Learning About Wine, Wine, WSET

Tasting With WSET Level 3

I’m now past the halfway point in my journey through WSET level 3. I’ve begun studying for the exam (50 multiple choice questions, 4 short answer questions and 2 blind tastings – one white and one red) but am still waiting for my confidence to show. I had a similar problem with the last class I took – it wasn’t until the last few weeks of class that I finally started feeling like ‘hey, I think I can do this!’. Hopefully that feeling comes to my WSET studies soon. Better late than never, I suppose.


Tasting the WSET Way

One of the things I’m having the most trouble with is WSET’s systematic approach to tasting, or SAT. You’d think after 33 years I’d know how my senses worked, right?


A good portion of time spent in each class is on tasting and ‘calibrating’ my palate to the teacher (a Somm in her own right), who will do the blind tasting with us on exam day. The idea is that, by practicing tasting together, we’ll eventually start to pick up the same things in the same wines, so when it comes time to mark the tasting notes there should be enough on my sheet that matches my teacher’s to be able to show that I know some things about some wine things.

Sounds very systematic, right? Something that could be figured out pretty easily with a bit of practice?

Not really.

What WSET doesn’t really acknowledge is that, even with the SAT, tasting wine is still incredibly subjective. My sense of smell, taste and touch are not like anyone else’s. What I think is cedar could be someone else’s pencil shavings. My honeysuckle could be their elderflower. This has lead me to start writing down what I get from a wine as well as every other word I can think of that people typically use to describe the same characteristic. Ham-fisted, yes, but hopefully it’ll prove successful come exam time.

Primary, Secondary, Tertiary – What?

In addition to tasting for the things that make up a wine’s structure (alcohol, acidity, tannin, body, sweetness) the SAT also asks you to think about the wines in terms of primary, secondary and tertiary aromas and flavours. Before this class if you had asked me to describe what that meant I would have said that primary aromas and flavours were things that came to the forefront when you were tasting something, and secondary ones were things hanging out in the background.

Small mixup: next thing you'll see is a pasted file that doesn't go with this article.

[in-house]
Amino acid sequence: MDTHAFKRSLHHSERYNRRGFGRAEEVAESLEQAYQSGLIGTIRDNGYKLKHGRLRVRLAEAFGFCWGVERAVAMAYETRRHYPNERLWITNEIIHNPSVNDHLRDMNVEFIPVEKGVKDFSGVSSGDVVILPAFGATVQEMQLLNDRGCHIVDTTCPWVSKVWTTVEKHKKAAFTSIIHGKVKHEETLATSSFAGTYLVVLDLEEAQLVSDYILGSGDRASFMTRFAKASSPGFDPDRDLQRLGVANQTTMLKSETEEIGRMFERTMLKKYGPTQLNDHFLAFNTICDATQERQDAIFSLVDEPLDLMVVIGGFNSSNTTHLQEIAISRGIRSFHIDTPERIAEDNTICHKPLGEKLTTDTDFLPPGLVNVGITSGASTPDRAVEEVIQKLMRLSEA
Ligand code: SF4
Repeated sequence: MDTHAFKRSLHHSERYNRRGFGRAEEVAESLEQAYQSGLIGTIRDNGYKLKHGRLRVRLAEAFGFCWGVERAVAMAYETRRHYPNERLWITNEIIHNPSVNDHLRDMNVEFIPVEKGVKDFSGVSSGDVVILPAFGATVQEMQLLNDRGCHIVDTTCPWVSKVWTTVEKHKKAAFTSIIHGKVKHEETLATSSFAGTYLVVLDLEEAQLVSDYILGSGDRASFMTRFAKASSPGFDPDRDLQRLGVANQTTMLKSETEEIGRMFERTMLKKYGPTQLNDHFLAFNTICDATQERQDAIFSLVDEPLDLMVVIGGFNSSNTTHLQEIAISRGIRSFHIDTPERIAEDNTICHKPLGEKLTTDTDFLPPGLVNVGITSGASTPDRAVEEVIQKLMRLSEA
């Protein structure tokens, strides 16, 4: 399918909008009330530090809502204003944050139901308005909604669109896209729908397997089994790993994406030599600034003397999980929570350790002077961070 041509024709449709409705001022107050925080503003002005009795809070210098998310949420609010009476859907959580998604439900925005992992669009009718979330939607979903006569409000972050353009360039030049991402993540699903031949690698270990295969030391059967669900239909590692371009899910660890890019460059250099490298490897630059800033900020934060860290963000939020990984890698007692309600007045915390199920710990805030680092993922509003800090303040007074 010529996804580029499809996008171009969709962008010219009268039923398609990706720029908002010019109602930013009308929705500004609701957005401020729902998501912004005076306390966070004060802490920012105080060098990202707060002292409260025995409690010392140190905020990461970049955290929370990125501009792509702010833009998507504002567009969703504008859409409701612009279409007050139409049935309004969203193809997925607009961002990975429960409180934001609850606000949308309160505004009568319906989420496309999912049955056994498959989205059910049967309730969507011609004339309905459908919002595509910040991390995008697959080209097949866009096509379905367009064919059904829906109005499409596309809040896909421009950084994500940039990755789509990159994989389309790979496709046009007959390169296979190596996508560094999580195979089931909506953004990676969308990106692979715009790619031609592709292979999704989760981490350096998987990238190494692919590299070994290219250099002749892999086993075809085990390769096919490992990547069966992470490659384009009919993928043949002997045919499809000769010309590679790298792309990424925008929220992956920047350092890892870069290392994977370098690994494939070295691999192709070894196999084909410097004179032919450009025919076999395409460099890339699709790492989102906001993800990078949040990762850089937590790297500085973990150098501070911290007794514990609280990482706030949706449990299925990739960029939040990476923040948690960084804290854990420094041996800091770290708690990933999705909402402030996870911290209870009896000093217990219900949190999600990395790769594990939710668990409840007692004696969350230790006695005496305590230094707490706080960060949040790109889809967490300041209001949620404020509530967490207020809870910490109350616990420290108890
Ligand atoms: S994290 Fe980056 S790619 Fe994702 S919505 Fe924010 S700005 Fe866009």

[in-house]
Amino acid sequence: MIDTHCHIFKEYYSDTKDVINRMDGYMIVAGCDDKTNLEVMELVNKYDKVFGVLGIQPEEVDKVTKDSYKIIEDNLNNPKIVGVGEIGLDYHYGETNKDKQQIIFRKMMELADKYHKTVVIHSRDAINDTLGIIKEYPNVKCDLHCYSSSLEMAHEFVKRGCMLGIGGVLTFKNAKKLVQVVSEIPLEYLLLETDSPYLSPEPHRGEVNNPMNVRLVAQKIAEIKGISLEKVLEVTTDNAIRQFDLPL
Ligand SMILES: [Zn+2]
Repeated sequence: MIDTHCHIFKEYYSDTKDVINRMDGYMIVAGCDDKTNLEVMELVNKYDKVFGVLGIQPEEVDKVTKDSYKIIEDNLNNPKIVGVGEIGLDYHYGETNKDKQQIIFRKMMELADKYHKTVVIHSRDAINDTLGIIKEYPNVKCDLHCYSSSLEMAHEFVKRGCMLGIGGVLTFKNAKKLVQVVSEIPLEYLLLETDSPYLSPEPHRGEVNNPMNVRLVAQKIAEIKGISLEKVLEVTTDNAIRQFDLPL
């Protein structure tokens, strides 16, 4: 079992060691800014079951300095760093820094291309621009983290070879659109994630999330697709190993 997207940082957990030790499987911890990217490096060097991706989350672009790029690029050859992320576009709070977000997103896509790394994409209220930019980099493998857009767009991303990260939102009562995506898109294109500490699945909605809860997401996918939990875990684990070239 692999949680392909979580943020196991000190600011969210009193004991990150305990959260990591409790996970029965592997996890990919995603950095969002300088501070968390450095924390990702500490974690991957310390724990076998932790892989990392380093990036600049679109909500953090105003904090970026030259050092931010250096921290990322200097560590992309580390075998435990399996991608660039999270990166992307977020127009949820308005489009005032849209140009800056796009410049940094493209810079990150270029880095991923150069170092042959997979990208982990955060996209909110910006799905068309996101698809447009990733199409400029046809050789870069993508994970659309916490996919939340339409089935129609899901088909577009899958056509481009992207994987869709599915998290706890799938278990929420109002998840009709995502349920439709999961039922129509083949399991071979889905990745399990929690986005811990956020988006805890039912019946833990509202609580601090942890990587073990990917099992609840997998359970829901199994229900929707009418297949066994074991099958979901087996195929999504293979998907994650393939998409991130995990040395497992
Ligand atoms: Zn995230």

That is not at all what WSET is getting at here.

This is what they mean, according to the WSET Level 3 SAT:

  • Primary – Aromas and flavours that exist through fermentation. These could come from the grapes themselves or from the fermentation process.
    • Eg. Red fruit, black fruit, minerality, florality, etc.
  • Secondary – Aromas and flavours that come as the result of winemaking methods after fermentation.
    • Eg. vanilla, cedar and baking spices from oak aging; biscuit and dough from lees treatment; yogurt, butter and cream from malolactic fermentation.
  • Tertiary – Aromas and flavours that come from age.
    • Eg. Nuttiness from oxidation, honey in white wines, forest floor and dried fruit in red wines.

I know, right? Totally different. This is where the learning curve started getting a bit steep.

Youthful vs Developing – My Whack-a-Mole

The thing that challenges me most in my tasting for this course is determining the age of a wine. On every tasting sheet I have to say whether I think a wine is youthful or developing.

I do have a slightly easier time figuring this out with white wines, maybe because so many whites are made to retain freshness and meant to be drunk in their youth. The reds are proving so tough though, and for one big reason – some tertiary characteristics are really varietal characteristics in disguise. The jerks!

Let’s take leather. On my handy little SAT sheet leather is listed as a marker of bottle age in red wines. Sounds logical, right? Except that leather can also be a varietal indicator for a ton of different wines. Primitivo, Malbec, Grenache – they can all have leather aromas and flavours in youth. Come on guys, give me a chance!

And then, just to make my head really ready to explode, leather can also show up in a wine because of a bacteria called brettanomyces. It’s gotten to the point where I feel my stomach drop when I smell leather on a wine because I know it’ll just complicate that youthful vs. developing question.

This is really unfortunate because I love wines with leather on them. And tobacco. I call them my cowboy wines and they are delicious.

Sigh. I’m getting there. But it’s kicking my butt.

Have you ever tried to systematically taste a wine? How did it go?


You Might Also Like

1 Comment

  • Reply Entering the Second Half of the Noble Grape Challenge - Palate Practice May 4, 2017 at 10:21 am

    […] is a solid wine. If we’re going by WSET’s standards and looking for balance, length, intensity and complexity then I’d wager this wine scores high […]

  • Leave a Reply

    %d bloggers like this: